Scientists from the University of Texas at Dallas have discovered that nicotine changes the way in which marijuana affects the brain. The hippocampus is a part of the brain which affects learning ability and memory. It has been widely accepted that the smaller the hippocampus, the less strong these traits are.
It is known that the use of marijuana or tobacco products – used separately from each other – often leads to this specific part of the brain shrinking, and thus weaker learning and memory ability. However, the scientists' research, which was published in Behavioural Brain Research, says that this is opposite when marijuana and tobacco is combined. It says that as the hippocampus gets smaller, the memory gets stronger. Furthermore, it adds that the more cigarettes smoked a day, the smaller the hippocampal volume and the greater the memory performance.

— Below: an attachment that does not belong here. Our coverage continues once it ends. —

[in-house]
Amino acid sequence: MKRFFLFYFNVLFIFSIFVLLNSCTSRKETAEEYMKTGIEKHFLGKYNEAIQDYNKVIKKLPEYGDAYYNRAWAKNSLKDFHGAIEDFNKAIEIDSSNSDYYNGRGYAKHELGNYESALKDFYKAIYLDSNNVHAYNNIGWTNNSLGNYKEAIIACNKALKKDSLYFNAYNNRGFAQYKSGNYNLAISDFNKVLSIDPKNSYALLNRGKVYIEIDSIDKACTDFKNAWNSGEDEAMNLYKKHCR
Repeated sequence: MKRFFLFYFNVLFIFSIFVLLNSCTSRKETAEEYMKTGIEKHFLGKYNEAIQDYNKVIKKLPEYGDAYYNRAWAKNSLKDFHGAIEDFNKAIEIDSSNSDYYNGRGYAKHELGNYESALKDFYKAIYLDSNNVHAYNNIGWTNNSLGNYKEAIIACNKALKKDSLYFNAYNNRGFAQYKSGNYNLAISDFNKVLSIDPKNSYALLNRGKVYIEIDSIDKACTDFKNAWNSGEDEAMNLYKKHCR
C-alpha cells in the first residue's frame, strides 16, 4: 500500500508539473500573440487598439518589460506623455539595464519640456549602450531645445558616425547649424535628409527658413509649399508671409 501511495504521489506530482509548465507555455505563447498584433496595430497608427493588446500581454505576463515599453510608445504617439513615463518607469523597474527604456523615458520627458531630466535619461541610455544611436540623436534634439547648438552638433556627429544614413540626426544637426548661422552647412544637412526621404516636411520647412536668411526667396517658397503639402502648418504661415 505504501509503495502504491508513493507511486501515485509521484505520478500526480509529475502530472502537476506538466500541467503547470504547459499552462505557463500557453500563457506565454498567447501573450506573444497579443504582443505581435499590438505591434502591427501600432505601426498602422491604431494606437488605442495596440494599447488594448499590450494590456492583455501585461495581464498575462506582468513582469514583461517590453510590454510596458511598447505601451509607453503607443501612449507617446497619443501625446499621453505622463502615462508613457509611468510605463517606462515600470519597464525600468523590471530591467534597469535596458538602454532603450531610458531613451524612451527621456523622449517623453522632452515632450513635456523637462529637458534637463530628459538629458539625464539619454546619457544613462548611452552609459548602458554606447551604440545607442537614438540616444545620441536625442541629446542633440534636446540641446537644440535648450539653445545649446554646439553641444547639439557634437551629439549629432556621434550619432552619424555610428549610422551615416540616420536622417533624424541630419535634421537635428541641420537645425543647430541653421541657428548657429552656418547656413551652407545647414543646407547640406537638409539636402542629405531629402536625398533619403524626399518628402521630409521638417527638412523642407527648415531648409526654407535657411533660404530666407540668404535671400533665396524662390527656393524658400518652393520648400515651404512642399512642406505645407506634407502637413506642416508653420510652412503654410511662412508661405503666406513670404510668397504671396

The team, led by Francesca Filbey, director of cognitive neuroscience of addictive behaviours at the Center for BrainHealth, say that the affects of marijuana on the brain are not usually analysed with tobacco taken into consideration, despite the two often going hand in hand.
Filbey said: "Approximately 70% of individuals who use marijuana also use tobacco. Our findings exemplify why the effects of marijuana on the brain may not generalize to the vast majority of the marijuana using population, because most studies do not account for tobacco use. This study is one of the first to tease apart the unique effects of each substance on the brain as well as their combined effects."
"We have always known that each substance is associated with effects on the brain and hypothesized that their interaction may not simply be a linear relationship. Our findings confirm that the interaction between marijuana and nicotine is indeed much more complicated due to the different mechanisms at play. Future studies need to address these compounding effects of substances.
"The combined use of marijuana and tobacco is highly prevalent. For instance, a 'blunt' is wrapped in tobacco leaf. A 'spliff' is a joint rolled with tobacco. We really need to understand how the combined use changes the brain to really understand its effects on memory function and behaviour."